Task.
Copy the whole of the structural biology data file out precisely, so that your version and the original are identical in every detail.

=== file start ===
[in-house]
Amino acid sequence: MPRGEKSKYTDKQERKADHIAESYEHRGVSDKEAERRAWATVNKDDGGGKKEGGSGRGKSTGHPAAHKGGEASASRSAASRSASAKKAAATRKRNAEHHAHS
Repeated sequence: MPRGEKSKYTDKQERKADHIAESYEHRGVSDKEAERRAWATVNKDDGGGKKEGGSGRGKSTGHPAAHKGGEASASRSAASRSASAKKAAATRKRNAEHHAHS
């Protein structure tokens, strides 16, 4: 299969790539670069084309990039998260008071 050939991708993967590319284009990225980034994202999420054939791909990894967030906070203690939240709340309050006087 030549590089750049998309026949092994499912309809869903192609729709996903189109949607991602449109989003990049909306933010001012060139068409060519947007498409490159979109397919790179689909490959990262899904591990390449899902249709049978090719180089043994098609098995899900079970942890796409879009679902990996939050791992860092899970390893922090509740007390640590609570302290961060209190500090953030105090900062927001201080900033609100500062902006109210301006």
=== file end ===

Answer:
[in-house]
Amino acid sequence: MPRGEKSKYTDKQERKADHIAESYEHRGVSDKEAERRAWATVNKDDGGGKKEGGSGRGKSTGHPAAHKGGEASASRSAASRSASAKKAAATRKRNAEHHAHS
Repeated sequence: MPRGEKSKYTDKQERKADHIAESYEHRGVSDKEAERRAWATVNKDDGGGKKEGGSGRGKSTGHPAAHKGGEASASRSAASRSASAKKAAATRKRNAEHHAHS
């Protein structure tokens, strides 16, 4: 299969790539670069084309990039998260008071 050939991708993967590319284009990225980034994202999420054939791909990894967030906070203690939240709340309050006087 030549590089750049998309026949092994499912309809869903192609729709996903189109949607991602449109989003990049909306933010001012060139068409060519947007498409490159979109397919790179689909490959990262899904591990390449899902249709049978090719180089043994098609098995899900079970942890796409879009679902990996939050791992860092899970390893922090509740007390640590609570302290961060209190500090953030105090900062927001201080900033609100500062902006109210301006």